Monday, November 20, 2017
  
Homepage - Start here...
log in  •  join

Current Password:
New Password: (5 Char Min)
Confirm New Password:

User name (email)
Password
Remember Me:
Forgot Password?
| Home
Directory
Calendar
Alerts
Classified
Shuls & Tefillos
Contact Us
 Browse the directory by:
Business Listings
Categories
Search the directory for:
 
Important Numbers

Doctors and Physicians (12)
Emergency Numbers (12)
Hospitals (21)
Pharmacy (20)
Pharmacy - 24 Hours (4)
Pharmacy - Midnight (15)
Walk-in Clinics (1)


FRUMToronto Topics

 Audio and PDF's:
Rabbi Ganzweig>
Weekly Publications>
 Articles:
Articles of Interest (202)
Ask The Rabbi (1514)
Bulletins & Alerts (5)
Community Events Blog (23)
Frum Toronto Staff (2)
Gut Shabbos & Gut Yom Tov (62)
Inspirational Stories (7)
Kuntrus Ramach Avarim (2)
Message Board (20)
Parenting (71)
Parsha Pearls (309)
Readers Recipes (3)
Shemiras Halashon (178)
Shmiras Haloshon Yomi (128)
Special Prayers (34)
Tehillim (99)
Thoughts for the Week (191)

FRUMToronto Links

Advertising Rates>
Eruv Toronto>


FRUMToronto Articles Shmiras Haloshon Yomi

A Daily lesson from the Chofetz Chaim: A Daily Companion/Mesorah Publication.
Please treat printed version with the respect due to Torah materials


Blog Image: ChofetzChaim.jpg
Day 90 - Misconceptions

SEFER CHOFETZ CHAIM — Laws of Rechilus 1:4-5

Just as, by definition, loshon hora is derogatory or harmful information which is true, so, too, is rechilus true information which can cause ill will. If the information is false, the transgression is even more severe. The Chofetz Chaim cites a series of verses (Mishlei 6:16-19) which state that a person who causes bad feelings between friends through rechilus is deemed a rasha (wicked person) and is despicable in the eyes of Hashem.

It is a serious mistake to think that speaking rechilus to someone who is already an enemy of the subject is not forbidden. It is. Though animosity was already present, it is forbidden to deliver a report which will deepen the rift.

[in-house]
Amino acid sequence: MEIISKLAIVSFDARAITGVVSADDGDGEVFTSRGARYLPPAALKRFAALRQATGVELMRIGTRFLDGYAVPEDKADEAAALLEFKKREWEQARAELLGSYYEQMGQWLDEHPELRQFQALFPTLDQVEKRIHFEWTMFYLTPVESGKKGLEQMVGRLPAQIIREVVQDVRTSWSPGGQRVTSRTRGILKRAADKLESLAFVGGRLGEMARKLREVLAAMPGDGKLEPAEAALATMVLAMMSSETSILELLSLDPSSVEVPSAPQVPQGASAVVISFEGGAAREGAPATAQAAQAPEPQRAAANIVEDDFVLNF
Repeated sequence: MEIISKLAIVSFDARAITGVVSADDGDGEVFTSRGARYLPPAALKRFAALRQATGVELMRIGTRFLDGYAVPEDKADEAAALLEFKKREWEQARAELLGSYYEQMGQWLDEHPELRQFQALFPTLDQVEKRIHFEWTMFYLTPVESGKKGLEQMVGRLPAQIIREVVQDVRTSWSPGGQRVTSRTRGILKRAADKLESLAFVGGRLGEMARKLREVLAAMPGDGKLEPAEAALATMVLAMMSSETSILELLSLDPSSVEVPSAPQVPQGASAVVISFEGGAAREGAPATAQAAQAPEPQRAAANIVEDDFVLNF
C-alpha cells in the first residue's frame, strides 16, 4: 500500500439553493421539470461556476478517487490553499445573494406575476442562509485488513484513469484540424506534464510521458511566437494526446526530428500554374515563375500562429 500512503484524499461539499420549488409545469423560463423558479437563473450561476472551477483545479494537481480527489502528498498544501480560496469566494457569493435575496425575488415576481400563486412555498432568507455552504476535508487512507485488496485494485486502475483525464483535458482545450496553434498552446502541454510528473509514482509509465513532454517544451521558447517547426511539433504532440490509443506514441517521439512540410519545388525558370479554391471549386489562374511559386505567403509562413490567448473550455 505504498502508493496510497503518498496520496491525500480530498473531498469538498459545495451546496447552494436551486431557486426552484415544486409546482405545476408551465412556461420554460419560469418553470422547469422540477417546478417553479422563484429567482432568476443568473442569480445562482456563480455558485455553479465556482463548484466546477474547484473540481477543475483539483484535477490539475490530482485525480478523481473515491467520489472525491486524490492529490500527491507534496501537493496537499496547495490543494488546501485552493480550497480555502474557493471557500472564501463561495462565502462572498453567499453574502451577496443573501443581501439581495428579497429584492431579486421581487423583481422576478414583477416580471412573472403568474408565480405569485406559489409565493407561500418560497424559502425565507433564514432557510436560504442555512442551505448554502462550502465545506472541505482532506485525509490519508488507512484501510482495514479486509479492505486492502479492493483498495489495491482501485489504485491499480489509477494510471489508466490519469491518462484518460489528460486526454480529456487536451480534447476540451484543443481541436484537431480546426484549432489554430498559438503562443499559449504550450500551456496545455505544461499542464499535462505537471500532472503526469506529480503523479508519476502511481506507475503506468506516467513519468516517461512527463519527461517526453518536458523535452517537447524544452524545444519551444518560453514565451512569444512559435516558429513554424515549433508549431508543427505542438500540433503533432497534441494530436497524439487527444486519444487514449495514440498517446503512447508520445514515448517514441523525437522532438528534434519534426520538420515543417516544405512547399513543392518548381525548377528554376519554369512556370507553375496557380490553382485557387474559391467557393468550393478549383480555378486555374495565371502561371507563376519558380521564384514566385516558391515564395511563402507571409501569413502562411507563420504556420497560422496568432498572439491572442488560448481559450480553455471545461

The Chofetz Chaim warns us concerning another misconception, that it is not a sin to reveal information when pressured to do so. Consider this scenario: Your friend the contractor has just finished renovating a kitchen for your friend the homeowner. The homeowner was not completely satisfied with the job and he told this to some friends. Now you meet the contractor, and he says, “Someone happened to mention that you were present when Levi talked about the work I did at his house. What did he have to say?” If you hesitate before responding, he might say, “What’s the matter? Is he unhappy about something?”

At this point, you are in a difficult situation. If you say, “He’s not unhappy,” you’re implying that he isn’t particularly happy, either. If you refuse to discuss it, the implication is also negative. The best strategy, if you can anticipate this type of situation, is to prepare a quick, simple answer that will preempt further conversation about that topic. You should not relate what Levi actually said, despite the pressure to do so.

The Chofetz Chaim concludes that even if one’s father or rebbi (Torah teacher) asks him, “What did so-and-so say about me?” it is forbidden to say anything negative. Responding negatively to, “Did they like my shiur (Torah lecture)?” also falls under the category of rechilus. Here, too, one must delicately and respectfully avoid an accurate response.


Posted 12/11/2007 11:21 PM | Tell a Friend | Shmiras Haloshon Yomi






Toronto Eruv
Eruv status verified Friday afternoons. For email notification,  CLICK HERE

Toronto Weather

Home  |  About Us  |  Business Directory  |  Classified  |  Directory Rates  |  FAQ  |  Weekly Specials
Community Calendar  |  Davening Schedule  |  Weekly Shiurim  |  Zmanim  |  Contact Us
www.frumtoronto.com  - Contact Us